18. FYI - android is built from some of the same foundations as linux - but most of it's system and concepts are completely distinct from how linux works. Android and ChromeOS are independent operating systems, built for different purposes, and of course may share some similarities... but one could not say that chromeos is android. It's quite unique in what it runs, and how it runs it. But of course, they do share a few pieces, which would be dumb for Google not to have done. My brother was director of technology at PalmSource when Google came to him to negotiate a way to utilize parts of PalmOS in the new operating system Google was developing - soon to be named Android (2 decades ago). There are aspects that are unix or linux based in nearly all modern operating systems (so basically everything other than windows...)... modern being really anything invented within the past 4 decades, more or less. You can go back and run the same bash commands on an Amiga or on your android phone (with a terminal app installed) and they will work identically. The filessystem structure might superfically seem similar, once you get into the private system folders in Android and ChromeOS and MacOS, for example. But they aren't compatible in any deep, meaningful way, and any audio hardware that happens to work on one OS is either uniquely supported intentionally by the OS (built in or with a special driver), or the hardware itself includes standards-compliant USB protocol for the fundamental audio it processes, so it will work easily, if only in a basic way, on lots of hardware. If plugging in a helix does nothing, then I doubt it's an easy hill to climb to get it to become compatible. It might require low level knowledge and development, even. If you want to make something run under ChromeOS or Android, you have a lot of work ahead of you. :-) I DO think it would be incredibly useful if you could use a chrome book with helix products..... so if you succeed at all, please let us know! I just think it'll be more effort than it's worth, if possible at all (I mean, I'm sure it's possible, but you might need to go get a job with line6, have them agree to pay you to do this (IE is it worth their money), just so you can have access to all of their existing driver code for other platforms to see if you can build something that allows the basic stuff to work under Chrome.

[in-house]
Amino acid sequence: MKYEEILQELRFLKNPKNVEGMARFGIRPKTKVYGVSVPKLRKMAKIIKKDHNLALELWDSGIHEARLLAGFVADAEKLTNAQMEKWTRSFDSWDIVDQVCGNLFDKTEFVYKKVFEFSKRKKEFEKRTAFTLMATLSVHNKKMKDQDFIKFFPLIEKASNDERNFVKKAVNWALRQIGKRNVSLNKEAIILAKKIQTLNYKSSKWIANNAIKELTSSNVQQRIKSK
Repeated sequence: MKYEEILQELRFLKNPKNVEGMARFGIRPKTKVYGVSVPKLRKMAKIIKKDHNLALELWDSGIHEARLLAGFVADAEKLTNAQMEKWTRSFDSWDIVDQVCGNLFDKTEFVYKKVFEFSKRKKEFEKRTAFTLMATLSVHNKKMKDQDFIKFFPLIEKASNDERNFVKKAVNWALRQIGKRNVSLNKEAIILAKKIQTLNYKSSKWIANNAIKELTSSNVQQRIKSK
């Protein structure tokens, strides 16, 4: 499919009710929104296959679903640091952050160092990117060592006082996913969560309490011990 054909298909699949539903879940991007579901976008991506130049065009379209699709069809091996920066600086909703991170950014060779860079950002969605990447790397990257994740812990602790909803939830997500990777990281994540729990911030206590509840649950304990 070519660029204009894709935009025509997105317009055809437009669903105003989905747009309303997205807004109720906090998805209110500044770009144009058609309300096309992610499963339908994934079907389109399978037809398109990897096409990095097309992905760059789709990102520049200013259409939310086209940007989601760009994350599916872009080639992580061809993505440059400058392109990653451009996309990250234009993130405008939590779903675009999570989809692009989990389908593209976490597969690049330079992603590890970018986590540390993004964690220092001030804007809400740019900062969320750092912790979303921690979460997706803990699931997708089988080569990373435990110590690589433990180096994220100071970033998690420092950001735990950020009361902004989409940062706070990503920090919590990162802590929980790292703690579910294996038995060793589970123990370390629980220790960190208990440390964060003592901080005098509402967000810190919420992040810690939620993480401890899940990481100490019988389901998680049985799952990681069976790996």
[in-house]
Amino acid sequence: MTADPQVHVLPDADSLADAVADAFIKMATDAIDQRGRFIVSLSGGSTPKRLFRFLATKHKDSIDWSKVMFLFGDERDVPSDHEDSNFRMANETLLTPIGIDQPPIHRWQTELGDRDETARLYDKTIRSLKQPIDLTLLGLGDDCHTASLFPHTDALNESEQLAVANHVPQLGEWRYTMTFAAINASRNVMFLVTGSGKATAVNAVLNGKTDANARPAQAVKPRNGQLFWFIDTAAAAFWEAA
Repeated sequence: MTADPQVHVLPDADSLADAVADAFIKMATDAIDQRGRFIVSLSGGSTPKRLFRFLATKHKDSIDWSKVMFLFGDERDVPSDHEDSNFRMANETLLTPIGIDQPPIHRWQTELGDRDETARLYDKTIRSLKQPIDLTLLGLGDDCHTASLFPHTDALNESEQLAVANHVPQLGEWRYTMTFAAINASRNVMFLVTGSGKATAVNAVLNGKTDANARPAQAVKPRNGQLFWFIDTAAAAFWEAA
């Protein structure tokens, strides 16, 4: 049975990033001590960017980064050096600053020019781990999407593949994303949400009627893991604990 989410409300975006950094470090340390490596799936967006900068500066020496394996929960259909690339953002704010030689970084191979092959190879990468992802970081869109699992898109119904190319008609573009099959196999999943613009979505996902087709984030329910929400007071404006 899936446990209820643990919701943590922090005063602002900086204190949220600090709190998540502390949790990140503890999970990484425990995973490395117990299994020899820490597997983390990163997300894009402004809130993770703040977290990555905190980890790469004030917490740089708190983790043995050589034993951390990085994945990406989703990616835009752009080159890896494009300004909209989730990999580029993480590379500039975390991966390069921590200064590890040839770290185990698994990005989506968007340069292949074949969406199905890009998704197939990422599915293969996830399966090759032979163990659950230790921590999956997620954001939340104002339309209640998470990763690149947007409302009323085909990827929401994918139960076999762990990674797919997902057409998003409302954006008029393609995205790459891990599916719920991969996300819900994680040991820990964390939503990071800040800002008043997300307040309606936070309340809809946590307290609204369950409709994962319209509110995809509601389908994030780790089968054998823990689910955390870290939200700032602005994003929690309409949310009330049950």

19. Holy, that's awesome! What a great story! I'm a multi-instrumentalist myself, and recently moved to the Helix LT for a total replacement of all other gear (hopefully... so far that's looking possible, other than the far too limited looper). My main instruments are Bass, violin, and guitar, but also viola, mandolin, drums, synth/piano, and recently working on learning Cello sufficiently to perform reliably on it (helps that I'm a trained violinist and a bassist). Always wanted a stick, but never got one. I too am blown away with the responsiveness of the Helix, it's tone, and it's usability and versatility. It's near limitless! Congrats on your story - great to see your 2 year update! Cheers
  20. Great.. now I want fish for dinner! Update: Yep, I had fish last night.
  21. Everything is these days, unless brass or steel are required. Even where brass or steel are required, like in guitar bridges, I owned an $8XX instrument that was considered sort of an iconic top of their line axe (import line, yes, but some amazing instruments are imports).... and the bridge metal bent as you tightened the adjustment screws. Pot metal! (Proven when I took bridge apart to see the damage.... chrome plated pot metal, not steel). annoying, eh?
  22. That's odd. I'm happy you like your pedal now, but I get AMAZING tone from the built in wahs. Silly question, but you're using the built in ones properly, right?/ Like you have to press hard on toe switch to make the light turn red, and have to configure the wah in a block and then configure that block to work with the built in expression pedal... or something like that.